The documentary Finding Forever Homes is still in production, but promises to bring the complex world of horse rescue into the public eye. We spoke with producer Karl Henricksen to learn more.
An estimated 200,000 horses are considered “unwanted” in the United States every year for various reasons. Many of these horses can be rehomed, repurposed or rehabilitated; very few of these unwanted animals are unmanageable or dangerous. But the issue of unwanted horses is far more complex than simply connecting the animals with homes.
This is the issue at the center of the upcoming documentary Finding Forever Homes. The project originally began as a short film, but quickly morphed into a full feature-length film supported by a social media movement to put this conversation into the mainstream and affect real, positive change.
We spoke with producer Karl Henricksen of AWA Productions to learn more about Finding Forever Homes.
Horse Nation: The story of horse rescue and unwanted horses certainly deserves to be told — what inspired you to get started?
Karl Henricksen: We had actually just started volunteering at L.E.A.R.N. rescue in South Carolina, and the staff there learned that [director] Clarissa [Duque] was a filmmaker. In the first week, she volunteered to make a short film, and ended up tagging along for the rescue of six horses from Camden, South Carolina. Clarissa rushed the teaser trailer, which was all shot in one day, to coincide with the EQUUS Film Festival which was coming through Camden at the time.
L.E.A.R.N. saw the potential for this teaser to be a longer documentary, and Clarissa started to do some research and was just horrified to learn more about this issue. Every time we peeled back layers, every time we spoke to more people in the industry — horse rescues, horse racing, owners — we grew to appreciate just how complex this issue is.
HN: What are your challenges in filmmaking to either choose a stance on this issue, or try to stay totally objective?
KH: There are always struggles as a documentarian to just let the story “be” and stand for itself. As non-members of the horse industry, we were not immunized, if you will, to the concept of horse slaughter. So we’re trying to hold on to that average person’s view without getting caught up in the politics of the horse industry. Every point of view we’re pursuing in our research has a streak of truth.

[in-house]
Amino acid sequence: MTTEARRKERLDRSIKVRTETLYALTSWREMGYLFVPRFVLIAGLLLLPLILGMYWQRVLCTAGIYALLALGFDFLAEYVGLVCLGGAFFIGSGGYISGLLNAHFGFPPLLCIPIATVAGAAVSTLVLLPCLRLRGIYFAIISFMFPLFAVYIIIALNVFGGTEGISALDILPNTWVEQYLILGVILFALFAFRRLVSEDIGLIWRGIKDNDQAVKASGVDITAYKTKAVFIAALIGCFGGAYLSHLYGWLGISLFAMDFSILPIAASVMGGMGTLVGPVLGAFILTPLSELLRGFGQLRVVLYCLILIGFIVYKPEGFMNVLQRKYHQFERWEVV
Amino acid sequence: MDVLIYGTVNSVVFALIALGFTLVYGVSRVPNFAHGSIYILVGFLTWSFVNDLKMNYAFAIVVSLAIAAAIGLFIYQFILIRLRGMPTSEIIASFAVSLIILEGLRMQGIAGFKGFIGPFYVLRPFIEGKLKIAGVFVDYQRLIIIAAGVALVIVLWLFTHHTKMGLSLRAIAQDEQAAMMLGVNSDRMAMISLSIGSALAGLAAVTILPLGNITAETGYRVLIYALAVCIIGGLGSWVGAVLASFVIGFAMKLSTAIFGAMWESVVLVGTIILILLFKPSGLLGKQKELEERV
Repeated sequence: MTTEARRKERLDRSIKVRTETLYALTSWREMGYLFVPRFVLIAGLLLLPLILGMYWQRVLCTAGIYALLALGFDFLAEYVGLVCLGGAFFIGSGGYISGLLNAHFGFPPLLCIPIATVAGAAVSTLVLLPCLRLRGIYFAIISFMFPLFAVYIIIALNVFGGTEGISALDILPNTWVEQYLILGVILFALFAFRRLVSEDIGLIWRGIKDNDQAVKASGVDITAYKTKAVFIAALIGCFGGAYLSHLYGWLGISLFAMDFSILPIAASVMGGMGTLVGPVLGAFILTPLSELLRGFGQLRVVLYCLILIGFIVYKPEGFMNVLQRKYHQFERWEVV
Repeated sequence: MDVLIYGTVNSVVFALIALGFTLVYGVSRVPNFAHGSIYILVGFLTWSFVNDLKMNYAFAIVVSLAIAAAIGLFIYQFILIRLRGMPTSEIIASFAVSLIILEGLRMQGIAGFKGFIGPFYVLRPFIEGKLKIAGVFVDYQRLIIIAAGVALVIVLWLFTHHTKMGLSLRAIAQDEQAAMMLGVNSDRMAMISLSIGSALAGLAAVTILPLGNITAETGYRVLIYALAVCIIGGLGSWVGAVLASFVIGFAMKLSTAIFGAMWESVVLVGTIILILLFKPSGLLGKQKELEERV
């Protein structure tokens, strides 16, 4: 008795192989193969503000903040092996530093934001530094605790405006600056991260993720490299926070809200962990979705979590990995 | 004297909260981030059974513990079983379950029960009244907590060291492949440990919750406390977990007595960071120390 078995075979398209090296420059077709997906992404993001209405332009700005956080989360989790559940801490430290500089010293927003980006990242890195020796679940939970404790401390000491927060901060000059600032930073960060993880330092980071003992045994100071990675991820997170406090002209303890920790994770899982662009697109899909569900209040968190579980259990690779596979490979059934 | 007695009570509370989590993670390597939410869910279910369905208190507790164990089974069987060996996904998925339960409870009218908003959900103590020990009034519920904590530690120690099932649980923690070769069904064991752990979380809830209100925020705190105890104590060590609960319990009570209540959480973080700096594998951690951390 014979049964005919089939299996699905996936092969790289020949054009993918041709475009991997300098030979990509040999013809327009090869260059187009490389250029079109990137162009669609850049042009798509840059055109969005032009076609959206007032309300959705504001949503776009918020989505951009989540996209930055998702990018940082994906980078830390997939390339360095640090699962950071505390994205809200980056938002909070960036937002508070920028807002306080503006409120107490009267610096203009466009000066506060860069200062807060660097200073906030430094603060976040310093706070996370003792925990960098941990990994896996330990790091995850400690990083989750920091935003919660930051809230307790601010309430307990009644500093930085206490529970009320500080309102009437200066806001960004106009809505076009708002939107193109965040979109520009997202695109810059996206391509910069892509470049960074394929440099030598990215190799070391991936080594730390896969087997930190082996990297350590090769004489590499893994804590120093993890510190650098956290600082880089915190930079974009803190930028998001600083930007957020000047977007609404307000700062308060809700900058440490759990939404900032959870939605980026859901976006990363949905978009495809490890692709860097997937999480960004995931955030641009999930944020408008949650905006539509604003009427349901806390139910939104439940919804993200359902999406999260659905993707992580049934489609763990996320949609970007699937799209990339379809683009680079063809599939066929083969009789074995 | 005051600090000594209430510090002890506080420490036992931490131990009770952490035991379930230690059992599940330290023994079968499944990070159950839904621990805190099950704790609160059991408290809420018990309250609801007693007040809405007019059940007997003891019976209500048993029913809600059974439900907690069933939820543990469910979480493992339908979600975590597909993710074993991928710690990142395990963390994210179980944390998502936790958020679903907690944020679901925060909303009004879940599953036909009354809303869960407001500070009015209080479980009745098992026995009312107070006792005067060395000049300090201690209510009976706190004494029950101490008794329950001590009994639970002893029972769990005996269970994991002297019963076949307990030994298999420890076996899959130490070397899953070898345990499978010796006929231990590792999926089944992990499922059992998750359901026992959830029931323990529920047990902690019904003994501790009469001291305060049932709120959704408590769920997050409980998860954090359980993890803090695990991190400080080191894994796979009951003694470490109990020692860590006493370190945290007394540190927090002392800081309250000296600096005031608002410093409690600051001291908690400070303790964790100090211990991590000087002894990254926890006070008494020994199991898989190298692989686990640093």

HN: What’s the take-home message you hope viewers will get from this film?
KH: We want people to see this film and have it touch them in a real way and inspire them to do something to help… rather than have it sap their energy. There’s a very clear problem with so many unwanted horses, and we want people to see that. People outside the horse industry don’t know that this problem exists. Raising adoption numbers would be a major step. There are really a lot of areas where people can help if they only knew what was going on.
We’re still working to see where the story takes us. A big part of the story is focused locally, on the plight of the six horses rescued in December. There are really so many directions this film can go in, and our big focus is creating community and conversation around the issue.
To that end, the full-length doc is just part of what we’re doing — we’re going to be releasing a shorter social media version of the documentary, as well as shorter vignettes on the characters — both people and horses. Our goal is for viewers to learn more about various aspects of the issue: the mustangs, the world of racing and so on. So that way, by the time the full documentary comes out, viewers will have some context. We’re hoping to build that community to help people get involved and get that discussion going.
HN: What are the next steps in production?
KH: The film is still in production; the story is still developing. Those six horses at the center of the story were rescued in December, and they were in really rough shape. That really might not come across in the teaser just how rough they were. They’re doing much better now. They’re all still at L.E.A.R.N. or at foster farms, and the trainer will start coming down soon to work with them. The goal is to adopt them out by the end of the summer, and we’ll keep following those stories.
So we’ll be filming through July or August, and we hope to have post-production completed by November. Our first goal was to get this project into the EQUUS Film Festival, but we’re looking bigger than that now, at Sundance and some of the smaller festivals. Our goal is to really get this story into the public eye, the mainstream.